Mother, tell me again
How I got here (to Israel)
About the desert journey
How we left at night and left everything behind
This verse, from the famous song "Mother, tell me," about the tumultuous journey from Ethiopia that Jews had to go through on their way to Israel, opened the third Yerusalem Forum convention — a yearly meeting devoted to the Ethiopian Women Trailblazers Forum, celebrating women who make important contributions to Israeli society.
This year’s convention was dedicated to 11 inspiring women; young women, academics, mothers and artists, who all make a positive impact on society in their unique way. The stories of two of these women, who made the journey to Zion, risked their lives to help other Jews and suffered difficult circumstances, were the evening’s center piece.
Herut Takala Legese, 71, was born in 1948 in Kwara, Ethiopia. At the age of 16 she moved to Gondar, a city in the country’s north, to get a higher education, and became a nurse. She was then sent to work in the capital Addis Ababa in a children’s hospital ward, got married and gave birth to eight children.
In 1977, Takala lost her husband in a car crash, and remained the sole caretaker of her big family. Despite the traditional attitudes to women, Takala pushed forward, using her personal and determination to become the chief midwife, family planning advisor and head of the newborn clinic in an American hospital in Addis Ababa. She also quickly became the chairperson of the local women’s organization.
“I helped my people,” said Takala, meaning the Jews who were her neighbors. “I let them sleep in my house; I took care of them and brought them food. I was the only one who spoke English, so I became the leader in our efforts (to get to Israel). It was very hard to travel to Israel back then.”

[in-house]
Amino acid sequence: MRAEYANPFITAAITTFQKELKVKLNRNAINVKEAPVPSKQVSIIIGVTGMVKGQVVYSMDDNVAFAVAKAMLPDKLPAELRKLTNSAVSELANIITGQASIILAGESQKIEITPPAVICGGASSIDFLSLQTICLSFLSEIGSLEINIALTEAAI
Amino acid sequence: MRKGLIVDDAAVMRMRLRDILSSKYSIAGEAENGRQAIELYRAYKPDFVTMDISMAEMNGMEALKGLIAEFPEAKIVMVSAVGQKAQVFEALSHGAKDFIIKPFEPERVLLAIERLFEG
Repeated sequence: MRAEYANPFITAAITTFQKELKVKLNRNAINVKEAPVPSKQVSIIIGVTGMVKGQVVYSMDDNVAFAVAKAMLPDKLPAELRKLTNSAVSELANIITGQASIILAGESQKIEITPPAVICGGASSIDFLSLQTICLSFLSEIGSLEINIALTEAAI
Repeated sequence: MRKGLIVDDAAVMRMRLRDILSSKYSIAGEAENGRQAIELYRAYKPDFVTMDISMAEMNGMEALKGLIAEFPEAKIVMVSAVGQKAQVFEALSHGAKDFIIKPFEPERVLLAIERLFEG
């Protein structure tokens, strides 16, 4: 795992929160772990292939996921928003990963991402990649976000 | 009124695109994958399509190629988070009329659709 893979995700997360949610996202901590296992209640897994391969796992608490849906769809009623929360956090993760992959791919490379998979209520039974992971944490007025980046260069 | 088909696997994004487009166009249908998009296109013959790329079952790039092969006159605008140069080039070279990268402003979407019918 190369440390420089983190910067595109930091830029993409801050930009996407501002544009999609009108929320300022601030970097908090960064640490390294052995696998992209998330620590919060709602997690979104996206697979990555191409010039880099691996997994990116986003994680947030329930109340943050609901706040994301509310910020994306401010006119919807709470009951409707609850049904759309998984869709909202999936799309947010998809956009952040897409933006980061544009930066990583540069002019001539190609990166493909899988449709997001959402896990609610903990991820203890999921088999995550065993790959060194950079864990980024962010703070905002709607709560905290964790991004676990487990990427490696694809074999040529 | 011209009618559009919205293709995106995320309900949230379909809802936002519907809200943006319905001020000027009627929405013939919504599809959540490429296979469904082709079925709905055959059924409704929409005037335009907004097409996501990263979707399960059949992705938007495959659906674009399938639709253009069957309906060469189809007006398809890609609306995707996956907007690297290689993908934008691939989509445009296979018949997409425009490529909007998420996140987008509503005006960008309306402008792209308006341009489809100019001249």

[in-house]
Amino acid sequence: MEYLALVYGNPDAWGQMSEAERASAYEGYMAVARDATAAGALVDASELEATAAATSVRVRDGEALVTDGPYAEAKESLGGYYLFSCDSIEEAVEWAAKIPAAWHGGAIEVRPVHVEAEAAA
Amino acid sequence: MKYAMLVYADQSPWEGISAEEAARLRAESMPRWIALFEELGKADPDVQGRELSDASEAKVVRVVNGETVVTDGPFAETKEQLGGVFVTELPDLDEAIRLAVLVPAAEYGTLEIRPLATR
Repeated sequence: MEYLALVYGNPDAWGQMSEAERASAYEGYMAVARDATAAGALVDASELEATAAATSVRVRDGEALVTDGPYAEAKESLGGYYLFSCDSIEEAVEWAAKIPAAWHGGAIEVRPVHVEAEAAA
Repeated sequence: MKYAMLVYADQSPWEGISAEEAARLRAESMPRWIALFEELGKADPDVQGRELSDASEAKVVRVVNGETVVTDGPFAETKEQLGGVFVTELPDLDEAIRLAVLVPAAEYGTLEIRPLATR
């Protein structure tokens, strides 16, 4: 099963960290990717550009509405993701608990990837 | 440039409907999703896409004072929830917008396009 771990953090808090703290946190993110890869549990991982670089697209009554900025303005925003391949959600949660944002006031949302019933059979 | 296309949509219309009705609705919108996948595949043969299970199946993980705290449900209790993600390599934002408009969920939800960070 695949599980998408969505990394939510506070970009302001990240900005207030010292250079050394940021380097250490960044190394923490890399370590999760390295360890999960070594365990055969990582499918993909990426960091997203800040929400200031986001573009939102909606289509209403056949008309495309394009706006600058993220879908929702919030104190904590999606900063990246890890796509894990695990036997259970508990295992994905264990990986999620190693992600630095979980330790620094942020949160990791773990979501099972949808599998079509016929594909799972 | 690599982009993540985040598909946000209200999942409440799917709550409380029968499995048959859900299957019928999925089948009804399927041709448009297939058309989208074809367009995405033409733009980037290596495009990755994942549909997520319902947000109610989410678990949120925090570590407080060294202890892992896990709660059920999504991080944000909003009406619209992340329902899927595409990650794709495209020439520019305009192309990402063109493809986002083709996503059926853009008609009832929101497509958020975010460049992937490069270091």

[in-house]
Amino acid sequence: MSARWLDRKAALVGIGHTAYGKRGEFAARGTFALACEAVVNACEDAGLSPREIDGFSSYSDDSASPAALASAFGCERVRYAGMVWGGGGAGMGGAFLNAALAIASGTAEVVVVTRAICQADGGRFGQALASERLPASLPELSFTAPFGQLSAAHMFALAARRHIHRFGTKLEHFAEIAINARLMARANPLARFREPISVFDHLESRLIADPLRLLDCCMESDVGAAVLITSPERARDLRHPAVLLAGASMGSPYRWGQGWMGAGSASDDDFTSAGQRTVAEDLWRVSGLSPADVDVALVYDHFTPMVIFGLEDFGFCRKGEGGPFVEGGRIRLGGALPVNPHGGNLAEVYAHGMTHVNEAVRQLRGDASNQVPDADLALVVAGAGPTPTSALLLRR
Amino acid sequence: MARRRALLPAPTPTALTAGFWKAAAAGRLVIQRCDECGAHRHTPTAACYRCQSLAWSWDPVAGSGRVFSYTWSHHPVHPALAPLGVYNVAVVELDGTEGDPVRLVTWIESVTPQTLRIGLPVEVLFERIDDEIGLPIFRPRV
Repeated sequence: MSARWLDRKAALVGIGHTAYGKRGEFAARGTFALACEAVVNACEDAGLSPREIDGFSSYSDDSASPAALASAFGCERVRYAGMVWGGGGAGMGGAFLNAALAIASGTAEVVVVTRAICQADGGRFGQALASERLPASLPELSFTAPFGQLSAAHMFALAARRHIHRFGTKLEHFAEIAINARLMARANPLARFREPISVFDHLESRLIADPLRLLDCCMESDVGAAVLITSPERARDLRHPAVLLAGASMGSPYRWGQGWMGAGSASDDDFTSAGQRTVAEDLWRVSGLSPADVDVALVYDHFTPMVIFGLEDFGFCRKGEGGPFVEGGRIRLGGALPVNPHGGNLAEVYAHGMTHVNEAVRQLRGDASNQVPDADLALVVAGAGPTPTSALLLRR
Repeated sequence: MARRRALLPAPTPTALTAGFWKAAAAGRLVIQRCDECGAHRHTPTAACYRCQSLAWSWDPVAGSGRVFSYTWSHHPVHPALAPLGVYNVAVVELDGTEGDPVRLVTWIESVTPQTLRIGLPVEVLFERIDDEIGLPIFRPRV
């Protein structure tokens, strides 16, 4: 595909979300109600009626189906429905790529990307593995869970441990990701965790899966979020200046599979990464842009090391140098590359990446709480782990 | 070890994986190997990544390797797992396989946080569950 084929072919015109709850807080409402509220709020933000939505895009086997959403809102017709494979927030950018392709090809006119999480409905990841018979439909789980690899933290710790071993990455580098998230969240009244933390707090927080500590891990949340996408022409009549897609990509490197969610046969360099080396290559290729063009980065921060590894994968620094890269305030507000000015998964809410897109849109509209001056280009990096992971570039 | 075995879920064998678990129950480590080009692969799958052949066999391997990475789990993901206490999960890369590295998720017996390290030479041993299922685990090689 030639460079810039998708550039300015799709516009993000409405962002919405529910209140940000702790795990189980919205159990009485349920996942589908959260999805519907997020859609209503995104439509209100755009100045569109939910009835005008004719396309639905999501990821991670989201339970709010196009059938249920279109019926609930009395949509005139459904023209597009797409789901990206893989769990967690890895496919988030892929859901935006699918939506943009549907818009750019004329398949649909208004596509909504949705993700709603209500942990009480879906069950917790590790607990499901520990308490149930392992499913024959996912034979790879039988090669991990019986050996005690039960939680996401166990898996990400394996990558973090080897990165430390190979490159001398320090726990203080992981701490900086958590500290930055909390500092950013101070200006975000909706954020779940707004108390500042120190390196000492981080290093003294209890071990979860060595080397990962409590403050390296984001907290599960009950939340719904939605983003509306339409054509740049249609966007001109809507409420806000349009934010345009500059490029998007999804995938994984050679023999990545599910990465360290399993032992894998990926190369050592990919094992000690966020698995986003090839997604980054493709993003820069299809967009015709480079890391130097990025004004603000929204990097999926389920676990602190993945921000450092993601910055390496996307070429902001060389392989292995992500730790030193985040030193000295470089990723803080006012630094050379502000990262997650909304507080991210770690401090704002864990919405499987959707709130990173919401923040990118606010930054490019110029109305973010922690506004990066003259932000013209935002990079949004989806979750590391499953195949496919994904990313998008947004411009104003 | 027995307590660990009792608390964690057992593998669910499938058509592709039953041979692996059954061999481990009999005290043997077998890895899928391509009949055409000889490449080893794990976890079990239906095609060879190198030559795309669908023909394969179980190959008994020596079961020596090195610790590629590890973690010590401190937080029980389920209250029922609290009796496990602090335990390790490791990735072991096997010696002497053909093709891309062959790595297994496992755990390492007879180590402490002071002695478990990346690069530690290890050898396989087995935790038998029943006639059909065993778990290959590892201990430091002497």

In 1986, a group of Ethiopian Jews making their way to Israel was captured by authorities. After they endured harsh torture, they gave up Takala’s name as the person who helped them on their journey. She was arrested and imprisoned in the Addis Ababa central prison.
“I was put in a dark room. Five or six soldiers started beating me up and asking questions. They hit my arms, my legs, my head. I was injured and taken to the clinic, then my leg was patched up and they continued beating me in other places. I was in prison for two years,” she said. “I didn’t see my children for two years.”
During the entire time of her imprisonment, Takala was questioned, beat up, starved and tortured — but she never gave up her accomplices. After two years she was released and reunited with her children — and together the family made its way to Israel in 1990.
Takala was acknowledged as a Prisoner of Zion — a Jew imprisoned due to Zionist activity — upon her arrival in Israel. She lived in Holon, near Tel Aviv, and worked at a women’s maternity facility in Tel Aviv. She then moved to the city of Hadera, where she was a teacher for new immigrants, and worked at a facility for the elderly.
Asked how she felt when she arrived in Israel, Takala says with a smile: “that’s what I always wanted.”
Another unknown hero is Asrese Getu Sahalo Girmay, who was born in Gondar, Ethiopia in 1958, the youngest of 10 children.
Unlike other families and against local customs, Asrese’s father decided to send both his sons and daughters to school — and after four years of studying in her village, she convinced her parents to let her continue her studies instead of marrying. She finished 12 years of school and became a nurse.